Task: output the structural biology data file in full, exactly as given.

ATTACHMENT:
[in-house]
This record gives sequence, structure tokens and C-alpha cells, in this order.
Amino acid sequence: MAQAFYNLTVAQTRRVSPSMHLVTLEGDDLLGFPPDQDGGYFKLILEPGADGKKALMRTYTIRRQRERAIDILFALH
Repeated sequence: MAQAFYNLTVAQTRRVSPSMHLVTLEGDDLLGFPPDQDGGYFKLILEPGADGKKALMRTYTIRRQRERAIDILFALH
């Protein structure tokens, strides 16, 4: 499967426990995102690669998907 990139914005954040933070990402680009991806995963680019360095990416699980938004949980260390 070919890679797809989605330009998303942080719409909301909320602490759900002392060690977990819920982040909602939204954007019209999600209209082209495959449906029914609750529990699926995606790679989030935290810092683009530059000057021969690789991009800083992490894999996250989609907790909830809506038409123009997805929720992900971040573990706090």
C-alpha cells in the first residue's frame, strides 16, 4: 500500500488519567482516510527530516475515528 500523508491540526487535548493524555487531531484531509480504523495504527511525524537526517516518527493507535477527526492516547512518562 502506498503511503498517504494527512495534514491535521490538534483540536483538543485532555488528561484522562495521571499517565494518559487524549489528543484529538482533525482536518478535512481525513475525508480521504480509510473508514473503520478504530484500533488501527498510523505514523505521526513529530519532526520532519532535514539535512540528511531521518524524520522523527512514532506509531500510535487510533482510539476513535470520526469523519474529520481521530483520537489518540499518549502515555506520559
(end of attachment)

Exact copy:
[in-house]
This record gives sequence, structure tokens and C-alpha cells, in this order.
Amino acid sequence: MAQAFYNLTVAQTRRVSPSMHLVTLEGDDLLGFPPDQDGGYFKLILEPGADGKKALMRTYTIRRQRERAIDILFALH
Repeated sequence: MAQAFYNLTVAQTRRVSPSMHLVTLEGDDLLGFPPDQDGGYFKLILEPGADGKKALMRTYTIRRQRERAIDILFALH
């Protein structure tokens, strides 16, 4: 499967426990995102690669998907 990139914005954040933070990402680009991806995963680019360095990416699980938004949980260390 070919890679797809989605330009998303942080719409909301909320602490759900002392060690977990819920982040909602939204954007019209999600209209082209495959449906029914609750529990699926995606790679989030935290810092683009530059000057021969690789991009800083992490894999996250989609907790909830809506038409123009997805929720992900971040573990706090």
C-alpha cells in the first residue's frame, strides 16, 4: 500500500488519567482516510527530516475515528 500523508491540526487535548493524555487531531484531509480504523495504527511525524537526517516518527493507535477527526492516547512518562 502506498503511503498517504494527512495534514491535521490538534483540536483538543485532555488528561484522562495521571499517565494518559487524549489528543484529538482533525482536518478535512481525513475525508480521504480509510473508514473503520478504530484500533488501527498510523505514523505521526513529530519532526520532519532535514539535512540528511531521518524524520522523527512514532506509531500510535487510533482510539476513535470520526469523519474529520481521530483520537489518540499518549502515555506520559